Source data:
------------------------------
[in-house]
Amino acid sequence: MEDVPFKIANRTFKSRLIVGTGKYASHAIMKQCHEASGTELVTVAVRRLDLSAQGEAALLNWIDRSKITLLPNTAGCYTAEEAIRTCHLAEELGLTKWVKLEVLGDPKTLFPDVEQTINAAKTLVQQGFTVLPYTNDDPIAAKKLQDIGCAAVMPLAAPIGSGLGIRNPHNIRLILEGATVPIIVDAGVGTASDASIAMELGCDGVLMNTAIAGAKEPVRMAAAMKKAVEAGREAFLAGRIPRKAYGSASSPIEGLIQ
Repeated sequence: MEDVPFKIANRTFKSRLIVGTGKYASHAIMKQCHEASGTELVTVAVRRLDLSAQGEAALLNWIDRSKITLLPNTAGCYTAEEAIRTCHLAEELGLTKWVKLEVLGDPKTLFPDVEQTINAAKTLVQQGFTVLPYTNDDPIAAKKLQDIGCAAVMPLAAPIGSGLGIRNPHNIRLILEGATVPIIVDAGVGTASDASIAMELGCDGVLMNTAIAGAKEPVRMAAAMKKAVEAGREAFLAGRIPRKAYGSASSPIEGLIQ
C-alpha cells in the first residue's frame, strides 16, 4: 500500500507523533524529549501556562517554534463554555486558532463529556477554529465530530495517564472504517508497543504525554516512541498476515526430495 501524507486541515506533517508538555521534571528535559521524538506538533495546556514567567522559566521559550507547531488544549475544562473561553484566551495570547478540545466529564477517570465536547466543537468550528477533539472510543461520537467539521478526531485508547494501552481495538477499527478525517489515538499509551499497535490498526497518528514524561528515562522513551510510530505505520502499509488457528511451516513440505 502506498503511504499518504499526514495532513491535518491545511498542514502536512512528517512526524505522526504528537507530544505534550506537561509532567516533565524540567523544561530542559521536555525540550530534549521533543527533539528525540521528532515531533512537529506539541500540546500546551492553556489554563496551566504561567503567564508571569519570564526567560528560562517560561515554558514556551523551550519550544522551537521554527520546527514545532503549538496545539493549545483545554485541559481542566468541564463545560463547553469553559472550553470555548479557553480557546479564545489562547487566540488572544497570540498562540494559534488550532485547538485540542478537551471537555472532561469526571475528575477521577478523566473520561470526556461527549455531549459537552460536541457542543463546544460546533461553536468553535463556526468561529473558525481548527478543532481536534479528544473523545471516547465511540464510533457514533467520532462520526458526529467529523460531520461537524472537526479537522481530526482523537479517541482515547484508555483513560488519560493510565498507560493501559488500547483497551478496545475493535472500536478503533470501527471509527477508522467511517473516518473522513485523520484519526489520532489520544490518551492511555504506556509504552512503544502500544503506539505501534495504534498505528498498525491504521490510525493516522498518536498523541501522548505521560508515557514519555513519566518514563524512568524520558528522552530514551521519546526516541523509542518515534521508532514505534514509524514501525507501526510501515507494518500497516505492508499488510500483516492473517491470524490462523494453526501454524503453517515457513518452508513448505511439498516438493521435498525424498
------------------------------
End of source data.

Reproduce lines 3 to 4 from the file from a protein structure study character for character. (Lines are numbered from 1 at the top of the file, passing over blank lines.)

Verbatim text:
Repeated sequence: MEDVPFKIANRTFKSRLIVGTGKYASHAIMKQCHEASGTELVTVAVRRLDLSAQGEAALLNWIDRSKITLLPNTAGCYTAEEAIRTCHLAEELGLTKWVKLEVLGDPKTLFPDVEQTINAAKTLVQQGFTVLPYTNDDPIAAKKLQDIGCAAVMPLAAPIGSGLGIRNPHNIRLILEGATVPIIVDAGVGTASDASIAMELGCDGVLMNTAIAGAKEPVRMAAAMKKAVEAGREAFLAGRIPRKAYGSASSPIEGLIQ
C-alpha cells in the first residue's frame, strides 16, 4: 500500500507523533524529549501556562517554534463554555486558532463529556477554529465530530495517564472504517508497543504525554516512541498476515526430495 501524507486541515506533517508538555521534571528535559521524538506538533495546556514567567522559566521559550507547531488544549475544562473561553484566551495570547478540545466529564477517570465536547466543537468550528477533539472510543461520537467539521478526531485508547494501552481495538477499527478525517489515538499509551499497535490498526497518528514524561528515562522513551510510530505505520502499509488457528511451516513440505 502506498503511504499518504499526514495532513491535518491545511498542514502536512512528517512526524505522526504528537507530544505534550506537561509532567516533565524540567523544561530542559521536555525540550530534549521533543527533539528525540521528532515531533512537529506539541500540546500546551492553556489554563496551566504561567503567564508571569519570564526567560528560562517560561515554558514556551523551550519550544522551537521554527520546527514545532503549538496545539493549545483545554485541559481542566468541564463545560463547553469553559472550553470555548479557553480557546479564545489562547487566540488572544497570540498562540494559534488550532485547538485540542478537551471537555472532561469526571475528575477521577478523566473520561470526556461527549455531549459537552460536541457542543463546544460546533461553536468553535463556526468561529473558525481548527478543532481536534479528544473523545471516547465511540464510533457514533467520532462520526458526529467529523460531520461537524472537526479537522481530526482523537479517541482515547484508555483513560488519560493510565498507560493501559488500547483497551478496545475493535472500536478503533470501527471509527477508522467511517473516518473522513485523520484519526489520532489520544490518551492511555504506556509504552512503544502500544503506539505501534495504534498505528498498525491504521490510525493516522498518536498523541501522548505521560508515557514519555513519566518514563524512568524520558528522552530514551521519546526516541523509542518515534521508532514505534514509524514501525507501526510501515507494518500497516505492508499488510500483516492473517491470524490462523494453526501454524503453517515457513518452508513448505511439498516438493521435498525424498